10. A method as defined in claim 9 wherein the oxide layer is formed at a temperature between room temperature and 100 C.
Description

This is a continuation of application Ser. No. 08/400,777, filed on Mar. 6, 1995, abandoned, which is a continuation of application Ser. No. 08/117,963, filed Sep. 7, 1993, abandoned which is a continuation of application Ser. No. 07/865,733, filed Apr. 9, 1992, abandoned, which is a continuation of application Ser. No. 07/693,167, filed Apr. 29, 1991, abandoned.

FIELD OF THE INVENTION

The invention relates to a method of fabricating a semiconductor device in a portion of a semiconductor substrate, the method comprising the step of forming an oxide on top of a barrier material layer prior to depositing a further material layer over the barrier material layer.

BACKGROUND ART

In the field of fabricating VLSI circuits the metallization materials that are used for establishing contacts and interconnects are known to cause failures due to electromigration or other interaction at the interface between the metallization material and the substrate, or between successive metallization materials. To reduce the likelihood of the occurrence of these failures a diffusion barrier is introduced between the metallization material and the substrate, or between two successive metallization materials.

Titanium-tungsten, for instance, has been widely used as a diffusion barrier between aluminum-based films and a silicon substrate. It has become known that relatively poor vacuum levels during sputtering of titanium-tungsten improve the quality of the barrier integrity. It has also been recognized that an interfacial oxide layer between the aluminum-based film and the titanium-tungsten film is needed for good barrier properties. The oxide formed by oxidizing titanium-tungsten is found to be a mixture of titanium oxide and tungsten oxide. See, for instance, H. G. Tompkins et al., "An investigation of the oxidation of Ti:W", J. Appl. Phys. 64(6), 15 September 1988, pp. 3269-3272. In older systems, the titanium-tungsten film is deposited on the wafer by sputtering, carried out in a first bell jar system, after which the bell jar is opened and the wafer is transferred to another system for the deposition of aluminum. This procedure exposes the wafer to air, thereby oxidizing the wafer's surface and furnishing a native oxide over the titanium-tungsten film. The opening of the bell jar also exposes the titanium-tungsten target to air, thereby oxidizing its surface. This results in a less pure film of titanium-tungsten in the next deposition cycle.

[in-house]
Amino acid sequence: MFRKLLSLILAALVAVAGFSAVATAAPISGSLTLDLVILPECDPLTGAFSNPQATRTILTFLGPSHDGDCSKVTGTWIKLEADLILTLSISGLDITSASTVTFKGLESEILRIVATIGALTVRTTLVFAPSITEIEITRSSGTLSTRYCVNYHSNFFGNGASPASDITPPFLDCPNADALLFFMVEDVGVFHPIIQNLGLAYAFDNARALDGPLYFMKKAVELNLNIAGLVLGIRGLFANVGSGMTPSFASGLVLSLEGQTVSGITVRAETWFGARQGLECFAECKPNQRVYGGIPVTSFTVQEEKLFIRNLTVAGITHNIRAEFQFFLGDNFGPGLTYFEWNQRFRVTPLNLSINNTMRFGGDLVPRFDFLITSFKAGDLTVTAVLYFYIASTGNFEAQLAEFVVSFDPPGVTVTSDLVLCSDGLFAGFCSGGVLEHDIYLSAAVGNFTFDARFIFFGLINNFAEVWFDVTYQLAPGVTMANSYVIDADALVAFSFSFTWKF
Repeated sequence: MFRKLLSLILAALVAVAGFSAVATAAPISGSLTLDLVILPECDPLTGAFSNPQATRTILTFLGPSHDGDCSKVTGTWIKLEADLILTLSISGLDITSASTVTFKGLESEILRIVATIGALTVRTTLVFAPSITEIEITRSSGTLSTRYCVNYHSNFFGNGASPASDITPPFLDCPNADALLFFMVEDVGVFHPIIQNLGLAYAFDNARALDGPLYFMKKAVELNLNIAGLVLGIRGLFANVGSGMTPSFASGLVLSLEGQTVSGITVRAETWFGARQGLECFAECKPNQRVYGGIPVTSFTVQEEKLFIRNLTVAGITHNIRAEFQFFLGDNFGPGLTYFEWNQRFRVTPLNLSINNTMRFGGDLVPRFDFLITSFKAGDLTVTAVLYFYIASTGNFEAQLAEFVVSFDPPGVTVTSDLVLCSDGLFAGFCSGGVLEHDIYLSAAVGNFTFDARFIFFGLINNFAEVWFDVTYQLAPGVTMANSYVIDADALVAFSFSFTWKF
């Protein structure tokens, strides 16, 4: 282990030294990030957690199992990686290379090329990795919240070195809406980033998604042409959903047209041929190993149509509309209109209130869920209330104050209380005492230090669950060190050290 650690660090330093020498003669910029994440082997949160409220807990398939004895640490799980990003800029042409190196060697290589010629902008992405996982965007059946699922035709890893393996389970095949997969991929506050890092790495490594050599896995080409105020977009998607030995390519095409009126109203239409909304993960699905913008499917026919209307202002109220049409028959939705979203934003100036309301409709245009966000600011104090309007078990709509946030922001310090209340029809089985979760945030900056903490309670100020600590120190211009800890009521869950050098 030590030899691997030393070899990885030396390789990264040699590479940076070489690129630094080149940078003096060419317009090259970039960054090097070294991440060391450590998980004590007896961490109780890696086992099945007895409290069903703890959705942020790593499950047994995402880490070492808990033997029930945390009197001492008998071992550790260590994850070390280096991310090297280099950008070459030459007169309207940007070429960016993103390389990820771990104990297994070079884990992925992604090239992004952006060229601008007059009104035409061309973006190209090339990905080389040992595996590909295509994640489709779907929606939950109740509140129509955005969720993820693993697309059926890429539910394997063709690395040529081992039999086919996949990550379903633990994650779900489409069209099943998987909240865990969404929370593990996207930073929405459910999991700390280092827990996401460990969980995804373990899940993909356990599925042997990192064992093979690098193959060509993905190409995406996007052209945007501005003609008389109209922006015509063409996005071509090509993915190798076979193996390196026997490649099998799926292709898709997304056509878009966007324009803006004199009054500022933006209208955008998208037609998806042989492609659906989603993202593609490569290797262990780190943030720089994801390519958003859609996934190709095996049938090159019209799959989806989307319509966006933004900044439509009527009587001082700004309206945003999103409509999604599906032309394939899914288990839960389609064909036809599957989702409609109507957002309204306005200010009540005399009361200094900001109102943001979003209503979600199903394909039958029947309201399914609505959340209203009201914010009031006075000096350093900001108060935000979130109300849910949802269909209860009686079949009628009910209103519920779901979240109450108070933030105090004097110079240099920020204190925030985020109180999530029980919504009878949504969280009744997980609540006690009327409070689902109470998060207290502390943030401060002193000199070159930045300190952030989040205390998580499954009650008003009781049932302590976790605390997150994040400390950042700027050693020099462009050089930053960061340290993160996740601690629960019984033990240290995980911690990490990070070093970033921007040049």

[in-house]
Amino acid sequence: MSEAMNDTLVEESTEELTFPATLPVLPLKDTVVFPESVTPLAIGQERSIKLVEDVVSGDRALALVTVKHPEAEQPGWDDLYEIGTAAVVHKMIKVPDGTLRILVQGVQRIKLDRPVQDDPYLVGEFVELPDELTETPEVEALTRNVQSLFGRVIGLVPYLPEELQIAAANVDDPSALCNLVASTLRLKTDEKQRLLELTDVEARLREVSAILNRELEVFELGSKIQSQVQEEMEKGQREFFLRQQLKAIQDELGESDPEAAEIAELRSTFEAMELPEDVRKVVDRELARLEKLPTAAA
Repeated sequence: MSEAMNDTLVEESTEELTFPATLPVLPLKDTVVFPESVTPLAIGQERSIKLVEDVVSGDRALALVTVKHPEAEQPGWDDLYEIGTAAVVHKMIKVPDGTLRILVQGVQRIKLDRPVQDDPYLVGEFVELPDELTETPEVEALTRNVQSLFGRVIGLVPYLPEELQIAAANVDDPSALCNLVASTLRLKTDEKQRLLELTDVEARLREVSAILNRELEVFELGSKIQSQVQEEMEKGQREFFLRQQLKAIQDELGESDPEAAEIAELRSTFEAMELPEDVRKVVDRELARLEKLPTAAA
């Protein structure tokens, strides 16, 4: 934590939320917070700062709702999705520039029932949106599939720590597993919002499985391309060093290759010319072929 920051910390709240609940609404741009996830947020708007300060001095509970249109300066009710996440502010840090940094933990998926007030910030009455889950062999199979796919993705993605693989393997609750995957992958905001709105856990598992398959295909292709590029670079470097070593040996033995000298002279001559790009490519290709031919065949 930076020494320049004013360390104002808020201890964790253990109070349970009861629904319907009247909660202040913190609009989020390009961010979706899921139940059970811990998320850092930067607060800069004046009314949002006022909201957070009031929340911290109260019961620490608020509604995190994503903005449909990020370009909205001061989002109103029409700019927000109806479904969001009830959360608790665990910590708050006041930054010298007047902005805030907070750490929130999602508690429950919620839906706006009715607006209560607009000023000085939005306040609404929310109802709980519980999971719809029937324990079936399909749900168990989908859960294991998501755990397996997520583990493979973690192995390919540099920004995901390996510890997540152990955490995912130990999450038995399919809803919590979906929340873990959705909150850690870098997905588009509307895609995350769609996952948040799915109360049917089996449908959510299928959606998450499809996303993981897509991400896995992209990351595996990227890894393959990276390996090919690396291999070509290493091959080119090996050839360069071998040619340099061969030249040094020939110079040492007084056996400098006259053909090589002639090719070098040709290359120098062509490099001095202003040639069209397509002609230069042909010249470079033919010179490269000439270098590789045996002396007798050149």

In modern systems, such as load-lock systems, wafers are kept under a higher vacuum during titanium-tungsten deposition than is attainable in older systems. As a result, the titanium-tungsten films thus deposited are purer than those formed in the more conventional systems. Purer titanium-tungsten films turn out to have relatively poor barrier performance. In addition, the load-lock systems are generally used to perform a series of different deposition steps without removing the wafer and, as a consequence, without breaking the vacuum. This excludes the growth of an oxide on the targets.